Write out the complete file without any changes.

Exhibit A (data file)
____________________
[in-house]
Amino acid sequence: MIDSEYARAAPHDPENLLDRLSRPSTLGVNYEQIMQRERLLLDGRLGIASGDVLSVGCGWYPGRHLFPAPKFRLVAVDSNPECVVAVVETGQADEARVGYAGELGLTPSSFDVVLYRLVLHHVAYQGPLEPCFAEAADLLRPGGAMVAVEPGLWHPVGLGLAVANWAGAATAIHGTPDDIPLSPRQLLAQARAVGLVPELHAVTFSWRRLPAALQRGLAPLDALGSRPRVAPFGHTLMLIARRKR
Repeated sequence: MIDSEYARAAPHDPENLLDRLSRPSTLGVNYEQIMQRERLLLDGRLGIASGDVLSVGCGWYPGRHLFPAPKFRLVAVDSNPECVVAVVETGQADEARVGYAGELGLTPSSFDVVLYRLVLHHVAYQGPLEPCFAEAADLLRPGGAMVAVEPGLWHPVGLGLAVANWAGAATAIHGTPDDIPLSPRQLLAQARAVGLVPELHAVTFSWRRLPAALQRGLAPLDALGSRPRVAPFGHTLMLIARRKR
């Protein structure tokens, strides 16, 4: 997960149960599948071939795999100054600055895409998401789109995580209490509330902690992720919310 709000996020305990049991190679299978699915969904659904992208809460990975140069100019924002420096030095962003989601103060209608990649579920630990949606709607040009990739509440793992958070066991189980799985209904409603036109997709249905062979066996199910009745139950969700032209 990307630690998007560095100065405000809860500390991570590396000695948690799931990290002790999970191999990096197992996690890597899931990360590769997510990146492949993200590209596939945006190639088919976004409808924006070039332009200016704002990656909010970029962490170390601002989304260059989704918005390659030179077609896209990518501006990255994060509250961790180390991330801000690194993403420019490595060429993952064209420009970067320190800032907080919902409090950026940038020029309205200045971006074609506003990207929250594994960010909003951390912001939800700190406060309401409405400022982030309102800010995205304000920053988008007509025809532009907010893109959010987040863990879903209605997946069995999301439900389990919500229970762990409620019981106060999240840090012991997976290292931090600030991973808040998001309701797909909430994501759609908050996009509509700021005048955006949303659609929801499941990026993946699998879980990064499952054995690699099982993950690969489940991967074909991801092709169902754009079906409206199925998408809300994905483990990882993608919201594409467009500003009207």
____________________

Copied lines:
[in-house]
Amino acid sequence: MIDSEYARAAPHDPENLLDRLSRPSTLGVNYEQIMQRERLLLDGRLGIASGDVLSVGCGWYPGRHLFPAPKFRLVAVDSNPECVVAVVETGQADEARVGYAGELGLTPSSFDVVLYRLVLHHVAYQGPLEPCFAEAADLLRPGGAMVAVEPGLWHPVGLGLAVANWAGAATAIHGTPDDIPLSPRQLLAQARAVGLVPELHAVTFSWRRLPAALQRGLAPLDALGSRPRVAPFGHTLMLIARRKR
Repeated sequence: MIDSEYARAAPHDPENLLDRLSRPSTLGVNYEQIMQRERLLLDGRLGIASGDVLSVGCGWYPGRHLFPAPKFRLVAVDSNPECVVAVVETGQADEARVGYAGELGLTPSSFDVVLYRLVLHHVAYQGPLEPCFAEAADLLRPGGAMVAVEPGLWHPVGLGLAVANWAGAATAIHGTPDDIPLSPRQLLAQARAVGLVPELHAVTFSWRRLPAALQRGLAPLDALGSRPRVAPFGHTLMLIARRKR
């Protein structure tokens, strides 16, 4: 997960149960599948071939795999100054600055895409998401789109995580209490509330902690992720919310 709000996020305990049991190679299978699915969904659904992208809460990975140069100019924002420096030095962003989601103060209608990649579920630990949606709607040009990739509440793992958070066991189980799985209904409603036109997709249905062979066996199910009745139950969700032209 990307630690998007560095100065405000809860500390991570590396000695948690799931990290002790999970191999990096197992996690890597899931990360590769997510990146492949993200590209596939945006190639088919976004409808924006070039332009200016704002990656909010970029962490170390601002989304260059989704918005390659030179077609896209990518501006990255994060509250961790180390991330801000690194993403420019490595060429993952064209420009970067320190800032907080919902409090950026940038020029309205200045971006074609506003990207929250594994960010909003951390912001939800700190406060309401409405400022982030309102800010995205304000920053988008007509025809532009907010893109959010987040863990879903209605997946069995999301439900389990919500229970762990409620019981106060999240840090012991997976290292931090600030991973808040998001309701797909909430994501759609908050996009509509700021005048955006949303659609929801499941990026993946699998879980990064499952054995690699099982993950690969489940991967074909991801092709169902754009079906409206199925998408809300994905483990990882993608919201594409467009500003009207």